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I'm trying to figure out the way of debouncing encoders and tact buttons with Schmidt triggers, but I'm confused with 2 existing schematics:

schematic

simulate this circuit – Schematic created using CircuitLab

Which of those two options are right? Values are shown for 5.0V inputs level, would the be the same for 3.3V? Or for 3.3V I should use another Schmidt trigger IC (not 7414)?

Thanks in advance!

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    \$\begingroup\$ Encoders should not need debouncing. Tact switches are often debounced in firmware. Are you sure you need to add a logic gate for debounce? \$\endgroup\$ – mkeith Jul 10 '17 at 5:05
  • \$\begingroup\$ @mkeith that "gate" is just for illustrating the presence of Schmidt trigger ( I didn't find the proper symbol in CircuitLab service). \$\endgroup\$ – Yehor Jul 10 '17 at 5:14
  • \$\begingroup\$ @mkeith Yeah, some encoders need debouncing. This one, for example, when turned fast: sparkfun.com/datasheets/Components/TW-700198.pdf \$\endgroup\$ – jonk Jul 10 '17 at 5:22
  • \$\begingroup\$ Option 1. (Don't use option 2.) You can always use the "very boutique" MC14490 part. Gives you 6 fancy debouncers in one IC package. PRICEY! \$\endgroup\$ – jonk Jul 10 '17 at 6:01
  • \$\begingroup\$ I include the Schmidt trigger as a type of logic gate. I still suggest you debounce your button in firmware. That is the normal way to do it. I can't even remember the last time I saw external debounce hardware on a button connected to a micro-controller in a mass-produced product. \$\endgroup\$ – mkeith Jul 10 '17 at 8:09
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The first is the better option. Notice that the second circuit does not provide the output gate with the intended 0 V ground when the switch is closed. It is supplied a low level voltage through a voltage divider.

However, when the switch is closed in the first circuit, the gate's input is pulled down to ground, but slowly- as the cap discharges. This is what you want.

Edit also read all the comments. I agree with mkeith that, if this is for a microcontroller project, consider denouncing in firmware.

And jonk is right (as he often is) that there may be better, prepackaged, options depending on your needs.

Edit: 3.3 V will work fine with a 7414, provided you supply the IC with 5 V nominal on the VCC pin to power the chip. The resistors are up to you. The values of the resistors and capacitor affects the capacitor's charge/discharge time. Higher values provide more denouncing, but increase the wait time allowed between subsequent triggers. You might also want to add a voltage follower as an output stage.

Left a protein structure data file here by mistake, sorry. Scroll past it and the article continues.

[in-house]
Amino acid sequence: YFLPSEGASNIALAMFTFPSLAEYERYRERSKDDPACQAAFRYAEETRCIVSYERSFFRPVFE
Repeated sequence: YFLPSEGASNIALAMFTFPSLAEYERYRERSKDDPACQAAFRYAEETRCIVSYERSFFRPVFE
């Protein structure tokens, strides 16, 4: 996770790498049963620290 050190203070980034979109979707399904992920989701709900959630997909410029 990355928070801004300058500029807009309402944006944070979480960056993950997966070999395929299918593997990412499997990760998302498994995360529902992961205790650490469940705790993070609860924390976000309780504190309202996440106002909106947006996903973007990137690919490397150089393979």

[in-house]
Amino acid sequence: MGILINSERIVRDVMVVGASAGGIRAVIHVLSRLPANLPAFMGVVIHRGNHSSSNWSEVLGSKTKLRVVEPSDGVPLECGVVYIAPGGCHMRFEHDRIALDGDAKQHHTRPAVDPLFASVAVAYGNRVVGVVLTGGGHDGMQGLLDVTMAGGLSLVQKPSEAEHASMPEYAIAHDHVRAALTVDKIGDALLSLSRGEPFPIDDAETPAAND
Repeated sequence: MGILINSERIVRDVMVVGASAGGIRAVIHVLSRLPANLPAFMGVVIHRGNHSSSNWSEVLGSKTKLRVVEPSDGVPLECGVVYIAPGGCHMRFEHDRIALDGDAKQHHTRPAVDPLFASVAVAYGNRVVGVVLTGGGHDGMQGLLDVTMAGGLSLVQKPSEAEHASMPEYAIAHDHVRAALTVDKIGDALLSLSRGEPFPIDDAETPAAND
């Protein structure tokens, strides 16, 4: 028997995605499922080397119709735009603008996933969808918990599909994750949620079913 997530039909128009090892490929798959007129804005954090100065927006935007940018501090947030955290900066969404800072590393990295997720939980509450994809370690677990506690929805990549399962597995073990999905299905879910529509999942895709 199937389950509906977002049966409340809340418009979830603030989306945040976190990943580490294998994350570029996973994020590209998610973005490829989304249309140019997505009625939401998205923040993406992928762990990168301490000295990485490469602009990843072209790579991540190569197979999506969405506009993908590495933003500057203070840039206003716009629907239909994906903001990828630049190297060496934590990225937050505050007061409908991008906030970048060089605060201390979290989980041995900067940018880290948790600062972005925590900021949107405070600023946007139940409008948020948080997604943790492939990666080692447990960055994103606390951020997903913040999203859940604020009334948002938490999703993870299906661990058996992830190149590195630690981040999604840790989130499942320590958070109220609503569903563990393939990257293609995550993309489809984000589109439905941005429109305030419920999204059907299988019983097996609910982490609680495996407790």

For Example: Example circuit

and...

Regarding your 7414 question in the comments: 7414 Datasheet

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  • \$\begingroup\$ Thanks for answer. But what about resistor values? Would the be the same for 3.3V signal level input? Or for 3.3V the 7414 will not work? \$\endgroup\$ – Yehor Jul 11 '17 at 18:03
  • \$\begingroup\$ See addition to the answer \$\endgroup\$ – Blair Fonville Jul 11 '17 at 19:06
  • \$\begingroup\$ Well. Now it confuses me even more. If I understand the 7414 datasheet properly, it can give the output signal 0 or Vcc. If I'll do as you've described: "7414, provided you supply the IC with 5 V nominal on the VCC pin to power the chip", the 7414 output will be still 5.0V level (even if it will understand the 3.3V input as logic 1). What I wanted - attaching the output to STM32F103****, that has 3.3V signal level. Maybe, the proper question(s) is: "Will this circuit run with 3.3V input level? Could it use the 3.3V as supply? Could it produce the 3.3V level output?" \$\endgroup\$ – Yehor Jul 11 '17 at 19:49
  • \$\begingroup\$ No, from the datasheet it looks like the supply voltage is 5 V nominal, and V_OH is 3.3 V. \$\endgroup\$ – Blair Fonville Jul 11 '17 at 20:08
  • \$\begingroup\$ see edit. We're getting off topic though. I would advise you click Accept Answer, and post a new question if you need advice on using the chip. \$\endgroup\$ – Blair Fonville Jul 11 '17 at 20:17

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